Rising demand for services, combined with a staff shortage, has left mental healthcare at ‘breaking point’, a British Medical Association (BMA) survey of mental health staff has found.
The survey of over 1000 mental healthcare professionals found that over half of respondents said they were too busy to provide the care they would like to be able to give, with 44% saying that they felt demoralised and the same number saying their workload was unmanageable.
‘Shifts are consistently one or more staff members down leaving the rest upset that they can’t provide the care patients deserve and worried that lives could be put at risk if this continues,’ said Royal College of Nursing professional lead for mental health Catherine Gamble.
‘With so many too busy to deliver care, nurses aren’t able to spend time with families, develop therapeutic relationships and implement psychosocial interventions. Unless there is urgent investment in growing the nursing workforce, the pressures will continue to grow to the point where it will no longer be possible to attract nurses to work in the NHS, and parity of esteem for physical and mental health remains a goal yet to be realised.’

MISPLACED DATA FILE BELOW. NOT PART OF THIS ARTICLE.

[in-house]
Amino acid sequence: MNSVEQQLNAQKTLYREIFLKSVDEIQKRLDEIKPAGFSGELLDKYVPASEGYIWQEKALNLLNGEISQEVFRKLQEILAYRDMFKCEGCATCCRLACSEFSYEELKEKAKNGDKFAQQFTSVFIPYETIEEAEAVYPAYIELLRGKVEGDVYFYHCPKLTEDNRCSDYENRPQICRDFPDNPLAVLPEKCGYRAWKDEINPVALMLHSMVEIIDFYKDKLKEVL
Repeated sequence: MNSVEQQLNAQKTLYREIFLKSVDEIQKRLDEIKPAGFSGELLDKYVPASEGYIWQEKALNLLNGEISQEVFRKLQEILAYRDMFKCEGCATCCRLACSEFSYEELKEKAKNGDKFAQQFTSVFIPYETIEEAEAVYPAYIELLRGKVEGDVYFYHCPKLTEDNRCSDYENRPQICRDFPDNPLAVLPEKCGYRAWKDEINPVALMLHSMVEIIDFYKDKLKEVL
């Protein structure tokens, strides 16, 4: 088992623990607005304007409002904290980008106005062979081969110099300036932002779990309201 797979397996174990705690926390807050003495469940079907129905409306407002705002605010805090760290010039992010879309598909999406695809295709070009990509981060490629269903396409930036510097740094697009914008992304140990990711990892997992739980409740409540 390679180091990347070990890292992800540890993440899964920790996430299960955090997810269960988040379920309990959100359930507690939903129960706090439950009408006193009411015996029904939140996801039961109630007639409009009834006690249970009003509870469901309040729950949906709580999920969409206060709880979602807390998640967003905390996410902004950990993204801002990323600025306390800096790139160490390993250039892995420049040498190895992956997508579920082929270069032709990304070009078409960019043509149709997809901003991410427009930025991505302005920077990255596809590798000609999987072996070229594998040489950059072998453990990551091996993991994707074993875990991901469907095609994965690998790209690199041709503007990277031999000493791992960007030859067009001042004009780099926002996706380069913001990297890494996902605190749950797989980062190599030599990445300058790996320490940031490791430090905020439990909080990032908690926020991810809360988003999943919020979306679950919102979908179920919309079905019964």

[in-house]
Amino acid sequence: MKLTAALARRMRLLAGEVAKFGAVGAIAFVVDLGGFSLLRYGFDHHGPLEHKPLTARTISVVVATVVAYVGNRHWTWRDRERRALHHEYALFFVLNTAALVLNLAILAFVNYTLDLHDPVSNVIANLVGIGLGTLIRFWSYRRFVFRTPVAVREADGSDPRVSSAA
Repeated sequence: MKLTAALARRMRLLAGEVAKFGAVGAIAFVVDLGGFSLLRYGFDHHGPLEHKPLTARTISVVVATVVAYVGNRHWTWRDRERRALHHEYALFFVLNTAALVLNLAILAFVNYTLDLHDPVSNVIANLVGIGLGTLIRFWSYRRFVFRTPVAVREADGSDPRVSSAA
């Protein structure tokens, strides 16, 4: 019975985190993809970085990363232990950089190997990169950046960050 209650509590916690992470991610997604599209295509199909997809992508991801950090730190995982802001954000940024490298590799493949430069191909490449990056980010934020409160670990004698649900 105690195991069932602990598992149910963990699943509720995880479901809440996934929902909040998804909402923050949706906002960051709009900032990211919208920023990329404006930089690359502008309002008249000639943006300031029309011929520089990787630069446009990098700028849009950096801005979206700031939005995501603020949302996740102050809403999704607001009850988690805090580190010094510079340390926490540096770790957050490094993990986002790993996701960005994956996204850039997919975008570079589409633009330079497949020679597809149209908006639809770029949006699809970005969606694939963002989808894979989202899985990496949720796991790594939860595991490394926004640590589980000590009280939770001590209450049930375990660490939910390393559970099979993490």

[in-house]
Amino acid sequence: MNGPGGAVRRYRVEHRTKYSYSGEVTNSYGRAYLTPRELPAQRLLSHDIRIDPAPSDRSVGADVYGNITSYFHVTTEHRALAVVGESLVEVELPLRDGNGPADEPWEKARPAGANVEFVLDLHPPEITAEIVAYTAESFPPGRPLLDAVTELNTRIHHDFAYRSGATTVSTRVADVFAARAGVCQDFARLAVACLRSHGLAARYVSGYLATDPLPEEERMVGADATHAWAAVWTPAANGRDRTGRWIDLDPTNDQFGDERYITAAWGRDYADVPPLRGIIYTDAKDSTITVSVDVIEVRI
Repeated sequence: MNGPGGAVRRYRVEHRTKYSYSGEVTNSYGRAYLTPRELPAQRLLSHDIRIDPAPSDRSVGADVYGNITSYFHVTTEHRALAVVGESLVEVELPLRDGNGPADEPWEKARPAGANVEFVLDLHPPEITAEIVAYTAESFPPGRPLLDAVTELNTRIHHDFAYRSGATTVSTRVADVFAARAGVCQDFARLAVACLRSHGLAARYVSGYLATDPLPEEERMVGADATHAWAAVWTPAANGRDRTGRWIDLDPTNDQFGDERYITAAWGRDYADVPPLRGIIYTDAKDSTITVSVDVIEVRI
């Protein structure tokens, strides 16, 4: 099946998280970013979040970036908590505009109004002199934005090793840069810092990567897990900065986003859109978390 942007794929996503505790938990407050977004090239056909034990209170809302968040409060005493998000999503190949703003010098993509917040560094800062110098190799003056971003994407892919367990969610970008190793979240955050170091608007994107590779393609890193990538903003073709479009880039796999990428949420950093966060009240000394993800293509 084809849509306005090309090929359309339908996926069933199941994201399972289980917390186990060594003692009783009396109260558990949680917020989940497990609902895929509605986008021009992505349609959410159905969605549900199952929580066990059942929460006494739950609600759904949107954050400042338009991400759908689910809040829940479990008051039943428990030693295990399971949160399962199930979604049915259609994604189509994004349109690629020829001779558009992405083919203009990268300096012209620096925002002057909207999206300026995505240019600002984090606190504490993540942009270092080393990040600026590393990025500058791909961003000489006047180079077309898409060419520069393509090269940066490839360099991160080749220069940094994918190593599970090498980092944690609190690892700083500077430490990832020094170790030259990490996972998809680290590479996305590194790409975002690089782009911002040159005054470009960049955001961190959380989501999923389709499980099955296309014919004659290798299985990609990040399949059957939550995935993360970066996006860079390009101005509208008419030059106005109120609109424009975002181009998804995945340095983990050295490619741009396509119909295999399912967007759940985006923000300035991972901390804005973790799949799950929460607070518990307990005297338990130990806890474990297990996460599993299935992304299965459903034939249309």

Respondents also raised concerns over the level of staffing on mental health wards with 47% saying there was a shortage of one or more medical staff, while half were concerned about the skill mix.
‘This study highlights the very serious problems facing the mental health sector with a workforce near to breaking point. There are desperate shortages of care staff of all types across mental health, with doctors and nurses on the frontline overworked and demoralised – and patient care is suffering as a result,’ said BMA mental health policy lead, Dr Andrew Molodynski.